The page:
Dynamic prediction of renal survival among deeply phenotyped kidney transplant recipients using artificial intelligence: an observational, international, multicohort study
Prediction system for risk of allograft loss in patients receiving kidney transplants: international derivation and validation study
The members of the Paris Transplant Group are present at the SFT congress which will take place from December 3, 2019 in Bordeaux, France.
The team of the Paris Transplant Group has been awarded at the ESOT 2019 congress in Copenhagen for its many contribution in the field of transplantation.
The Prize is given to a single Institution having submitted at least 5 abstracts for the event and granted with the best score. The Paris Transplant Group is very pleased to won this European award twice in a row.
Check out the contribution submitted by the Group on the ESOT website: esotcongress.org.
Disparities in Acceptance of Deceased Donor Kidneys Between the United States and France and Estimated Effects of Increased US Acceptance
Using a new approach based on validated analytical methods and computer simulations, this work revealed that French transplant centres are much more likely to transplant kidneys from older donors than their American counterparts, and that this effectively increases the number of patients transplanted.
During the event, a specific symposium is held for the EU Train-ESOT that highlights the methodological and statistical risks clinical researchers can face in the field of transplantation. Carmen Lefaucheur, Olivier Aubert, Alexandre Loupy, Yassine Bouatou, Dany Anglicheau and Christophe Legendre are invited to speak during this event to present the future of patient care in transplantation.
Check the poster submitted by Marc Raynaud here.
You can follow the event through social media with the hashtag #ESOT2019 and @ParisTxGroup.
Archetype Analysis Identifies Distinct Profiles in Renal Transplant Recipients with Transplant Glomerulopathy Associated with Allograft Survival
New research conducted by the Paris Translational Research Center for Organ Transplantation team could help clinicians determine which patients will have a disease that usually occurs after a kidney transplant and which are at high risk of transplant failure. The results are published today in the prestigious Journal of the American Society of Nephrology (JASN).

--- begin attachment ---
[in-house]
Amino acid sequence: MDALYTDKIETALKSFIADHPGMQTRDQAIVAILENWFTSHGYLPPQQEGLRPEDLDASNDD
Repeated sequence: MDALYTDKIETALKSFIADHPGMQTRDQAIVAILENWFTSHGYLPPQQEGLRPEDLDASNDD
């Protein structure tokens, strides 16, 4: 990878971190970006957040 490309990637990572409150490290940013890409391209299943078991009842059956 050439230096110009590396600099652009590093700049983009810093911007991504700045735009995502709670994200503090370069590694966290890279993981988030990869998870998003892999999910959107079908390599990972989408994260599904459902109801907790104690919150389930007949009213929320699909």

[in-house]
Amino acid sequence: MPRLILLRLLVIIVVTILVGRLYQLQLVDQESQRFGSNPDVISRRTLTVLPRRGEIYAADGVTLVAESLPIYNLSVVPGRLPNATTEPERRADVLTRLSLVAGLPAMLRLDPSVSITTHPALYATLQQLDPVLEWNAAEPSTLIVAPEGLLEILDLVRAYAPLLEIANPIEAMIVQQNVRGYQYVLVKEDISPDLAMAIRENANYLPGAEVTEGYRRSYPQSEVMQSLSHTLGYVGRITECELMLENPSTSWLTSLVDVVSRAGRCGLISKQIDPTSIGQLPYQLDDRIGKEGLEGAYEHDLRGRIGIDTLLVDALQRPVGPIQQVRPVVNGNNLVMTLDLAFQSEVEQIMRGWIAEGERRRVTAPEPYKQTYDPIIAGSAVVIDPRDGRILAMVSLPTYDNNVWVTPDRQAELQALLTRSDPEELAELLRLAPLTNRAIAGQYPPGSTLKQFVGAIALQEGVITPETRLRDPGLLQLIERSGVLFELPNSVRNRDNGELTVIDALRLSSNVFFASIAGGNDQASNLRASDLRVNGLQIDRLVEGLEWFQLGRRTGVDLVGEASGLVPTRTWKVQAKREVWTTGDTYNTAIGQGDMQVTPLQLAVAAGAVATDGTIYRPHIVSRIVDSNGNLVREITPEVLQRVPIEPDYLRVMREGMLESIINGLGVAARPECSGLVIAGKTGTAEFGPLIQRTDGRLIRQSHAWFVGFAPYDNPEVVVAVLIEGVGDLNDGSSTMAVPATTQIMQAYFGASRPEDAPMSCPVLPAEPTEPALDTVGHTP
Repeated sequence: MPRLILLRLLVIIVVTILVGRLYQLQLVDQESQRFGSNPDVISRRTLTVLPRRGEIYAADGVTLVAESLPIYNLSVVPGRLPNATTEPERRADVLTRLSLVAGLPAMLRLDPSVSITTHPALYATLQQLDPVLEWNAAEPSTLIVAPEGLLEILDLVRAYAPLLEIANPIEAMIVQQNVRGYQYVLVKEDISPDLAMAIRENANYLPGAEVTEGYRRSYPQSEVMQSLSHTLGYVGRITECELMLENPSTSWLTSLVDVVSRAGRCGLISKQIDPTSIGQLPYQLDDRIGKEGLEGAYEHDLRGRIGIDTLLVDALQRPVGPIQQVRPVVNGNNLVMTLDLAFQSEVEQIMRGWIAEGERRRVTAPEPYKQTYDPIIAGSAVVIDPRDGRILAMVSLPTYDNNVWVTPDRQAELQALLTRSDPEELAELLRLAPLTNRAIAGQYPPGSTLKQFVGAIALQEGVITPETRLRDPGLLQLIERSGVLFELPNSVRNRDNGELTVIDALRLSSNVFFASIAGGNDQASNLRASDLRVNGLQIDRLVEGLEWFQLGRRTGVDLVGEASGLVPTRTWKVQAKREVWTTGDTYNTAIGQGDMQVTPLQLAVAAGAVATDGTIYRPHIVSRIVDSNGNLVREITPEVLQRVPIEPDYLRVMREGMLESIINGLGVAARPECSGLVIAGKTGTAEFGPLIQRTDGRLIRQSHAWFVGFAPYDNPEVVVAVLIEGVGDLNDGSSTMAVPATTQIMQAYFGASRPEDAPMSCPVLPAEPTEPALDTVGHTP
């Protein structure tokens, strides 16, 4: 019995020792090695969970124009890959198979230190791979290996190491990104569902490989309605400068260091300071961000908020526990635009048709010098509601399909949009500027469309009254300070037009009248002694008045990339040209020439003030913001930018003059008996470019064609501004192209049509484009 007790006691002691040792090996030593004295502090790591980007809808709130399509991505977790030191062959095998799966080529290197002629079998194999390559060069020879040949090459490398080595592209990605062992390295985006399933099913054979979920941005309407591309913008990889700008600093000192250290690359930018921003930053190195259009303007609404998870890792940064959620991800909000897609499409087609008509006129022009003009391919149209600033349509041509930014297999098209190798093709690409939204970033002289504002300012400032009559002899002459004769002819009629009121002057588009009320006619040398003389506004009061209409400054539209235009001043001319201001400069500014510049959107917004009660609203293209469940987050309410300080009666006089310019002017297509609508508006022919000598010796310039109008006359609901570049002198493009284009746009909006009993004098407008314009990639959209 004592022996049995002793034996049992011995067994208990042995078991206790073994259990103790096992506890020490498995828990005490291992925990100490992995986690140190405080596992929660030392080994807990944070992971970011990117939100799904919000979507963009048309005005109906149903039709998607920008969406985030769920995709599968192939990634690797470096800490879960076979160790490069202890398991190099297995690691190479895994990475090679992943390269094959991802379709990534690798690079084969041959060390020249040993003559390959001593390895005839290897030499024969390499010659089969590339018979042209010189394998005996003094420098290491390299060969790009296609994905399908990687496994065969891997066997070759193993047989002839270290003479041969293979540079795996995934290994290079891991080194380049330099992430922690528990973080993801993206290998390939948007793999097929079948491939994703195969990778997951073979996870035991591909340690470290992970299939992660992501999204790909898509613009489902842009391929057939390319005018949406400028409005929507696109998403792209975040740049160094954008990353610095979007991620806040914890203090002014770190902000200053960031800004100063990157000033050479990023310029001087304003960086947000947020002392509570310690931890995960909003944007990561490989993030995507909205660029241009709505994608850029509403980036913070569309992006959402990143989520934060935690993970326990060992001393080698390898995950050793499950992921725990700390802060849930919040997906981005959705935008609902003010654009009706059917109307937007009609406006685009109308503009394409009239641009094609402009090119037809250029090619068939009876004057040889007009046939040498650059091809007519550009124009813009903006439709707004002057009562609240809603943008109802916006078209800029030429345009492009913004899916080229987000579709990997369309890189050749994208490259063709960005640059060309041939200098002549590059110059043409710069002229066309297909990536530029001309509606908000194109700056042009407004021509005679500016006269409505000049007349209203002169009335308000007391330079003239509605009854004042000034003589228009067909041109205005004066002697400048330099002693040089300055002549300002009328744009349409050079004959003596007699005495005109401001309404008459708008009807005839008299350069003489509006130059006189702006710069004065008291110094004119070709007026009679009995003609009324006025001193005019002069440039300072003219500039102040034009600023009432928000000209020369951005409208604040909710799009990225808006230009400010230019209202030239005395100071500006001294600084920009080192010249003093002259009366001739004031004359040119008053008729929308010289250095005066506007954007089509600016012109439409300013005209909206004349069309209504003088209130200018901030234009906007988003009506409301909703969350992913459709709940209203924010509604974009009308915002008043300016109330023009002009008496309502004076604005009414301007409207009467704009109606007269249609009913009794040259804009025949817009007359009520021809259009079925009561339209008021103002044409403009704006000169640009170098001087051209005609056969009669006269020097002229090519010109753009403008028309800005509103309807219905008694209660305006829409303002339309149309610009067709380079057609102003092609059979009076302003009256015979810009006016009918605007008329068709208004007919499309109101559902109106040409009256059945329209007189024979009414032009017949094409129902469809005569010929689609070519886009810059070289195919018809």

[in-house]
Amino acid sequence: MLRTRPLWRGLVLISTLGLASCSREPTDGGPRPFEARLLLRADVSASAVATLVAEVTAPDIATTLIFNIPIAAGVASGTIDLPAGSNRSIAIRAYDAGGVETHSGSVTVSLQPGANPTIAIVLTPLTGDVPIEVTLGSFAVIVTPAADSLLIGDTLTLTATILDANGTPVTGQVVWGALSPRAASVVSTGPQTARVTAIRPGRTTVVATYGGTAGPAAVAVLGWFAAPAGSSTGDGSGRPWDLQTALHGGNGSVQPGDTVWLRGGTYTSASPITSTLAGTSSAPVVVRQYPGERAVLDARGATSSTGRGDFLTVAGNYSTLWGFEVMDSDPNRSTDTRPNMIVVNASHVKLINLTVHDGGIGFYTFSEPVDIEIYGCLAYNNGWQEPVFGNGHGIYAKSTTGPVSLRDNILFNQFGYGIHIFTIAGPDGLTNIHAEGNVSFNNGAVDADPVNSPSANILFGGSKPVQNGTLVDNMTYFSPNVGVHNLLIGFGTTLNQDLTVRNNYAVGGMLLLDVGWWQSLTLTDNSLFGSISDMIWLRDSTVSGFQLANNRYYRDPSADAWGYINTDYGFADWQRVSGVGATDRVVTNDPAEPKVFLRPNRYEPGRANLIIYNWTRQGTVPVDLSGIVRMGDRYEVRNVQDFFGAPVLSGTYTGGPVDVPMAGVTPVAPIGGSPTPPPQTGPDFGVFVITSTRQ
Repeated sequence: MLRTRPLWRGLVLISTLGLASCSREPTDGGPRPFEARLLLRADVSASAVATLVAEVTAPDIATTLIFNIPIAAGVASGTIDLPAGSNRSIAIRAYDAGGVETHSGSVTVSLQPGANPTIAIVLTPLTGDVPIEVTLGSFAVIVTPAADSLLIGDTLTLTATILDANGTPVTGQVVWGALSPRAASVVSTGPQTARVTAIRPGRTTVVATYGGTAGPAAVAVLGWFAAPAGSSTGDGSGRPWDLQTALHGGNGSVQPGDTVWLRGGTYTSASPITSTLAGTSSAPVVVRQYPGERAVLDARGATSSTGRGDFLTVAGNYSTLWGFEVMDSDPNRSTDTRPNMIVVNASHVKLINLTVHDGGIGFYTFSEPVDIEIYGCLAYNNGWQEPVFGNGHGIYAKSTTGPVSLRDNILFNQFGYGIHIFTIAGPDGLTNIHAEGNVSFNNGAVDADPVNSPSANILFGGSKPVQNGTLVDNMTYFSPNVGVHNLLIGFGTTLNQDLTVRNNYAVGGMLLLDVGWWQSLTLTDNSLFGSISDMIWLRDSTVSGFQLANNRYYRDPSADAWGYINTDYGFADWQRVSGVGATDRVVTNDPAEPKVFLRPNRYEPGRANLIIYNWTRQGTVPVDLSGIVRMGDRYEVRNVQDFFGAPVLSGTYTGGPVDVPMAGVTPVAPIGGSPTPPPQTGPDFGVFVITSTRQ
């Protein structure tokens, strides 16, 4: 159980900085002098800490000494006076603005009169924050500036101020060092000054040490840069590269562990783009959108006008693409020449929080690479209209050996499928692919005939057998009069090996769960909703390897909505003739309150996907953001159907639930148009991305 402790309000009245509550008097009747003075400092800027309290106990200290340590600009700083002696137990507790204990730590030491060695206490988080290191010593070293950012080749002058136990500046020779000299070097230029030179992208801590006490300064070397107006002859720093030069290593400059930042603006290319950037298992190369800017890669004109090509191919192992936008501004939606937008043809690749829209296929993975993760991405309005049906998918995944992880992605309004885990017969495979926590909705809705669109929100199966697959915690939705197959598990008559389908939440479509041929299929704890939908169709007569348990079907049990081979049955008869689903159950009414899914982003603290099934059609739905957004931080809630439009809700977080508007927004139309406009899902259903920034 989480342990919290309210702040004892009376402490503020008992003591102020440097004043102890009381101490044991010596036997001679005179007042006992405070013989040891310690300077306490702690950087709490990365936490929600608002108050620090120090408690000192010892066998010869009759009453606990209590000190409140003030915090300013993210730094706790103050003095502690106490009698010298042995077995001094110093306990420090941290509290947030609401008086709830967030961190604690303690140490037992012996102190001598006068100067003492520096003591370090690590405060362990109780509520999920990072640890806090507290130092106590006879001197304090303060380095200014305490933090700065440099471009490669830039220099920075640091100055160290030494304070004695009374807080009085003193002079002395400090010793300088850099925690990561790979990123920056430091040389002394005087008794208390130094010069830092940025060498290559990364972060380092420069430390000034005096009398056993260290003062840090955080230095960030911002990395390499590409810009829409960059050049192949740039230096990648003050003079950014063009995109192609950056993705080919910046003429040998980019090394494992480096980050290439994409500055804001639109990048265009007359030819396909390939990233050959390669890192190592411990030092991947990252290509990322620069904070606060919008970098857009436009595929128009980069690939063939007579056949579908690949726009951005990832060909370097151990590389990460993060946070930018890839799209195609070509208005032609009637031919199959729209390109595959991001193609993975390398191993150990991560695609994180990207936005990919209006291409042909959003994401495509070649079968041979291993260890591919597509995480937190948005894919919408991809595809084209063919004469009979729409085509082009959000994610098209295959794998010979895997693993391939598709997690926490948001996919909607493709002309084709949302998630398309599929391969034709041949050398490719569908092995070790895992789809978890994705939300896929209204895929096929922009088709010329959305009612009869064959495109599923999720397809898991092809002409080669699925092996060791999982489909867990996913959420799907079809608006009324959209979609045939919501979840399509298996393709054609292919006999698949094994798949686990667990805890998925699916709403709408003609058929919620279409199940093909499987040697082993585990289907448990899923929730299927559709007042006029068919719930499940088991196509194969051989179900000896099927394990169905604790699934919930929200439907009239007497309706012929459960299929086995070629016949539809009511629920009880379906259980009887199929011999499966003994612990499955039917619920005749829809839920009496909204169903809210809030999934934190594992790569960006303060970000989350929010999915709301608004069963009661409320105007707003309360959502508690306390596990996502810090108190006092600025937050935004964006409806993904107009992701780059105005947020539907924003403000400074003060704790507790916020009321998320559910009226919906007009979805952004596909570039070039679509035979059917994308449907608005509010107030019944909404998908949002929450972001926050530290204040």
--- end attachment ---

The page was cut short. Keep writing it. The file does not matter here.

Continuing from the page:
Transplant glomerulopathy was first described and characterized 50 years ago. It is a disease associated with the loss of a kidney transplant and common after a transplant. It affects the functional units (i. e. glomeruli) of the transplanted kidney. There is currently no treatment for this heterogeneous disease.
Circulating donor-specific anti-HLA antibodies are a major factor in premature and accelerated allograft fibrosis.
Addressing the causes of kidney allograft-accelerated aging is an important challenge for improving long-term transplant outcomes. Here we investigated the role of circulating donor-specific anti-HLA antibodies (HLA-DSAs) in the development and the progression of kidney allograft fibrosis with inclusion of traditional risk factors for allograft fibrosis. We prospectively enrolled 1539 consecutive kidney recipients transplanted in two centers and assessed interstitial fibrosis and tubular atrophy (IF/TA) in biopsies performed at one year post-transplantation. The HLA-DSAs and all traditional determinants of IF/TA were recorded at transplantation and within the first year post-transplantation, including histological diagnoses in 2260 "for cause" biopsies. This identified 498 (32%) patients with severe IF/TA (Banff IF/TA grade 2 or more). HLA-DSAs were significantly associated with severe IF/TA (adjusted odds ratio, 1.53; 95% confidence interval 1.16-2.01) after including 37 determinants. HLA-DSAs remained significantly associated with severe IF/TA in patients without antibody-mediated rejection (adjusted odds ratio 1.54; 1.11-2.14). HLA-DSAs were the primary contributor, being involved in 11% of cases, while T cell-mediated rejection, calcineurin-inhibitor toxicity, acute tubular necrosis, pyelonephritis, and BK virus-associated nephropathy were involved in 9%, 8%, 6%, 5%, and 4% of cases, respectively. One hundred fifty-four patients with HLA-DSA-associated severe IF/TA showed significantly increased microvascular inflammation, transplant glomerulopathy, C4d deposition in capillaries, and decreased allograft survival compared to 344 patients with severe IF/TA without HLA-DSAs. Three hundred seventy-eight patients with post-transplant HLA-DSAs exhibited significantly accelerated progression of IF/TA compared to 1161 patients without HLA-DSAs in the biopsies performed at one year post-transplant and beyond. Thus, circulating HLA-DSAs are major determinants of premature and accelerated allograft fibrosis acting independently of traditional risk factors and antibody-mediated rejection.
Authors: Gosset C, Viglietti D, Rabant M, Vérine J, Aubert O, Glotz D, Legendre C, Taupin JL, Duong Van-Huyen JP, Loupy A, Lefaucheur C.
Paris Transplant Group
Our global aim is to accelerate the translation of immunological and gene expression discoveries into the clinical field by filling the gap between basic science and applied biomedical researches.